Thursday, October 04, 2012

Carrion on at work

The smell of something rotting has been greeting me at the door of the workshop for days. This happens regularly. For some reason, with all the options available to them in this rambling edifice, mice seem to choose this particular spot in the structure of the building to lay down their mortal bodies. The little corpse is in a wall or under the floor where we can't do anything but endure its slow march of decay.

Of all the smells with which business experts suggest greeting customers, "death" is way down the list. At best it evokes images of tenements redolent of boiling cabbage. Maybe the incoming clientele thinks they've walked into the immediate aftermath of a fart. But when the smell does not dissipate it provides plenty of time for the newcomer to analyze its origin. It's something dead, man.

Given the state of our corporate finances, carrion might not be a bad metaphor. We've compared some of our more ruthless bargain hunters to vultures in the past. They circle and circle, waiting for "clearance" to land. As with real vultures, they're no more than an annoyance to a healthy creature. Get a little weak and dehydrated, however, start to stagger and their wings stiffen as their beady little eyes focus. Weakness! Prepare to FEED!

Our Oktoberfest sale is coming up this weekend. It has never involved beer, seldom included food and generally fails to qualify as a Fest in nearly any category. We gamely go through the motions, though. Back in the 1990s, when we outfitted whole families with mountain bikes and had plenty of closeout merchandise from a cross-country ski industry that was learning its limitations the hard way we could fill a 20 by 30 tent impressively. We even threw out some coffee, cider and doughnuts for the early birds. We would finish the third long day with a pleasantly burnt-out feeling. In these times of small inventories even at the manufacturer level and fragmented consumer interest in anything but handheld electronics, it's hard to get excited ourselves, let alone generate excitement in the buying public.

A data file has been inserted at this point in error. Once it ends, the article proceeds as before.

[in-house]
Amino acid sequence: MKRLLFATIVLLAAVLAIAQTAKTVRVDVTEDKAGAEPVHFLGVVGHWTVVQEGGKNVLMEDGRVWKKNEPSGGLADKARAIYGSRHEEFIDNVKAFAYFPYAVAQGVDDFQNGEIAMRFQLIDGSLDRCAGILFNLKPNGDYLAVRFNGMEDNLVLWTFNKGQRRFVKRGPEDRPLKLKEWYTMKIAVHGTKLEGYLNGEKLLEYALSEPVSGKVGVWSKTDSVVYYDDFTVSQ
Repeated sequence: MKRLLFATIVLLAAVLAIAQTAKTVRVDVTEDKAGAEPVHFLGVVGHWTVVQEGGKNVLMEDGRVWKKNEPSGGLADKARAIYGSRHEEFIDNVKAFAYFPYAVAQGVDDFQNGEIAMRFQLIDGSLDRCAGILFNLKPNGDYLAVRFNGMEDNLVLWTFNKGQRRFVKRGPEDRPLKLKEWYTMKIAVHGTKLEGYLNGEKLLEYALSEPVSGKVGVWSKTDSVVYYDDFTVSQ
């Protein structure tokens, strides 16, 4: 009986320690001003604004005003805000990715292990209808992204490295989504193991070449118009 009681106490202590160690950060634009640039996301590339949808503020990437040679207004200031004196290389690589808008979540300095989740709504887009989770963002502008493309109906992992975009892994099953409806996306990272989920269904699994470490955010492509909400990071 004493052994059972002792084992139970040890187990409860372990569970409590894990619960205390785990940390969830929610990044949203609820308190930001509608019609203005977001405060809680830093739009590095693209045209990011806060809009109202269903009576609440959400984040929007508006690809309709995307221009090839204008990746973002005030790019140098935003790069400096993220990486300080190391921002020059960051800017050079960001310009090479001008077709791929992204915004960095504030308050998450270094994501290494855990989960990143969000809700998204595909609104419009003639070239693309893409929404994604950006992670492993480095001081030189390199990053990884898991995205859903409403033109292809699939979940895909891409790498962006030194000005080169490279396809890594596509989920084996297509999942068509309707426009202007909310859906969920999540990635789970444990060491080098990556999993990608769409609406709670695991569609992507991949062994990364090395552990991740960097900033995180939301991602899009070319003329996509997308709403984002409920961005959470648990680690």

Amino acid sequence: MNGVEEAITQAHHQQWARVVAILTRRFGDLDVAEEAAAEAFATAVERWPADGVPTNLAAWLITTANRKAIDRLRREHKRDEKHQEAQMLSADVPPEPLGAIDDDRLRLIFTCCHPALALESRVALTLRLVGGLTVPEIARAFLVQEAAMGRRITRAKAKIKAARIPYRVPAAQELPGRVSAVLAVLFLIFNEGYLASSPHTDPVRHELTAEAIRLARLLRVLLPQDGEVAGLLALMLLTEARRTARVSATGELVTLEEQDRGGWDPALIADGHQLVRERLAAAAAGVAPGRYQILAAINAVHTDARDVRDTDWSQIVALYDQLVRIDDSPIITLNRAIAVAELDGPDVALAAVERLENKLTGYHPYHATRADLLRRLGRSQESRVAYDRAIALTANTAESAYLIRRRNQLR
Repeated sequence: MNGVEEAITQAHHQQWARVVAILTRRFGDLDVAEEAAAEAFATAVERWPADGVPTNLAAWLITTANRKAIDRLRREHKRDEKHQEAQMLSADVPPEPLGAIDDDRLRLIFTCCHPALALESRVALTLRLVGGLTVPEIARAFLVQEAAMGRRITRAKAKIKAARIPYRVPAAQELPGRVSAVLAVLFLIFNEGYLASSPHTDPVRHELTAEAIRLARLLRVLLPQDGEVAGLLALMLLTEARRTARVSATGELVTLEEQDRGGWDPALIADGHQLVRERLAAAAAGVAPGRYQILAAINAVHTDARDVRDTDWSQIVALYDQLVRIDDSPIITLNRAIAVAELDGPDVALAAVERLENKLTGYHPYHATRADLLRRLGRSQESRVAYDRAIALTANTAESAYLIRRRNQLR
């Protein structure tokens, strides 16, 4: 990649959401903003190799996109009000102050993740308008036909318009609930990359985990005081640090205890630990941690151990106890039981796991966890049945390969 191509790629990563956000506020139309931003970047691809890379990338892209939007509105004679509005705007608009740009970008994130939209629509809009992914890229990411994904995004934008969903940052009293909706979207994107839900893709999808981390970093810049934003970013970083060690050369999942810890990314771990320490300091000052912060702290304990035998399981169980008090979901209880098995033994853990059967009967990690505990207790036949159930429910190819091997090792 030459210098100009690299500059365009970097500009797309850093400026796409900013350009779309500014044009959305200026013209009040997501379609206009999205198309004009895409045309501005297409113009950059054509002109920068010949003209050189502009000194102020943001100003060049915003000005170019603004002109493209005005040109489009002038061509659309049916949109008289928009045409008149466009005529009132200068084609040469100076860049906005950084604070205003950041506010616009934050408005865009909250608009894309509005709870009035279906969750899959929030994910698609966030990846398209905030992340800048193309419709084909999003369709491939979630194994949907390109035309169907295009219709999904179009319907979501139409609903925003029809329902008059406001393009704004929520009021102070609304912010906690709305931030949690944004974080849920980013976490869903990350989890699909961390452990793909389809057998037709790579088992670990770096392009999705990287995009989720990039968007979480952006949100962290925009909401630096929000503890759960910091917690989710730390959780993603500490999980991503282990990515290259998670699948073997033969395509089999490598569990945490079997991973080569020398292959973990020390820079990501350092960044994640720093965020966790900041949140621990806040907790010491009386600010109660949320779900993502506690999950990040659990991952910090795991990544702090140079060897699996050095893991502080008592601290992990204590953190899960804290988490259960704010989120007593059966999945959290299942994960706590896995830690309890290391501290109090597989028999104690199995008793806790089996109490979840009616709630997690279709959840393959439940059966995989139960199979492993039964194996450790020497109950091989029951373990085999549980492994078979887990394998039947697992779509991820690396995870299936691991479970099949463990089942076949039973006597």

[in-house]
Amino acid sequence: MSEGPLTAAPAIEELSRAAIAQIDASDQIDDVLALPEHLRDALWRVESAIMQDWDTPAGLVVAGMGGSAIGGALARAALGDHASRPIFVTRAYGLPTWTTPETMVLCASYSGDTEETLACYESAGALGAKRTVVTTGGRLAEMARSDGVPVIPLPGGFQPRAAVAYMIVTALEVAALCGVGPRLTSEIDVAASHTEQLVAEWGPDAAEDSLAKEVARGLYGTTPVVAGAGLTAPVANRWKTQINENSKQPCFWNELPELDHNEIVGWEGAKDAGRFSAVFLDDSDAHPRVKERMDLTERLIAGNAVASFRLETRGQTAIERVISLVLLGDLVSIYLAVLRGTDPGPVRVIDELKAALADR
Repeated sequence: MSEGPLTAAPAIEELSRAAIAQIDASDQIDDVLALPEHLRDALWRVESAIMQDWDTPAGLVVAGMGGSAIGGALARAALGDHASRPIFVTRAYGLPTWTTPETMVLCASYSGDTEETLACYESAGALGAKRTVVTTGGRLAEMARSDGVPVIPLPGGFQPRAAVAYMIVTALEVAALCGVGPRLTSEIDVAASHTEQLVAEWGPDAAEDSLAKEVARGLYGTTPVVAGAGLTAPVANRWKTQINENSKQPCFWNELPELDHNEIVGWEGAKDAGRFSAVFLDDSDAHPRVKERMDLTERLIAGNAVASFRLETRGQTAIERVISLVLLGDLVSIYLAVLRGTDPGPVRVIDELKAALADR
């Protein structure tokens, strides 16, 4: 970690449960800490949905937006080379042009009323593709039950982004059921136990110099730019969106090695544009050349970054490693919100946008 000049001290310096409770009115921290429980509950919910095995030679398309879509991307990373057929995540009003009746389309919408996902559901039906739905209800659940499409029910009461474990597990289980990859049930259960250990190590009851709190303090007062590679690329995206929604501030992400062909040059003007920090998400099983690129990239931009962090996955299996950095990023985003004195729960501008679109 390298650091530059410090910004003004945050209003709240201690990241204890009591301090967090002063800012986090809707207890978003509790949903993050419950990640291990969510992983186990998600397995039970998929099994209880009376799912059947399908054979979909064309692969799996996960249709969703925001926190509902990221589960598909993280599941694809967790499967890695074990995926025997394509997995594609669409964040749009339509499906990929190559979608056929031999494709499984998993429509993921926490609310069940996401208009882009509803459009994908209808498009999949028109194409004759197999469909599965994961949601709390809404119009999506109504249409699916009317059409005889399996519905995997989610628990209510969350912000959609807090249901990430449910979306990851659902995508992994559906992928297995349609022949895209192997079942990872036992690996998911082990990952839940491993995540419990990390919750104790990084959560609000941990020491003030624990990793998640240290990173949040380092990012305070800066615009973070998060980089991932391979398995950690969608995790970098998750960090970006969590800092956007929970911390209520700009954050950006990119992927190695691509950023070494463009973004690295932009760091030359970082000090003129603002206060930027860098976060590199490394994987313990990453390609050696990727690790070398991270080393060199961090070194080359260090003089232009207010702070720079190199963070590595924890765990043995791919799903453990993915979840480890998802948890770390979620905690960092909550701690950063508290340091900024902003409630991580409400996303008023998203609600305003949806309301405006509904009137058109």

I've generally preferred to be a calming influence, regardless of what my actual effect has proved to be.

The mouse - to whom nothing matters anymore - withdraws its last influence slowly from our world. Its cheese has been moved for the last time.

We need some fresh-baked cookies.


Steve A said...

Cookies - well that explains the mice!

cafiend said...

The main part of the building is more than 150 years old, built in 1856. The mice go back farther than I do. I'm surprised they didn't make me get a visa to live in their country.

greatpumpkin said...

It's not a great greeting for home buyers either. We've had a recurring mouse problem at my office, though it seems to have subsided. Of course the same mouse never recurs. The habit of some of my colleagues of keeping food in their desks didn't help. I learned from the pest control guy that mice are not especially attracted to cheese. The traps are baited with peanut butter, which they find irresistible.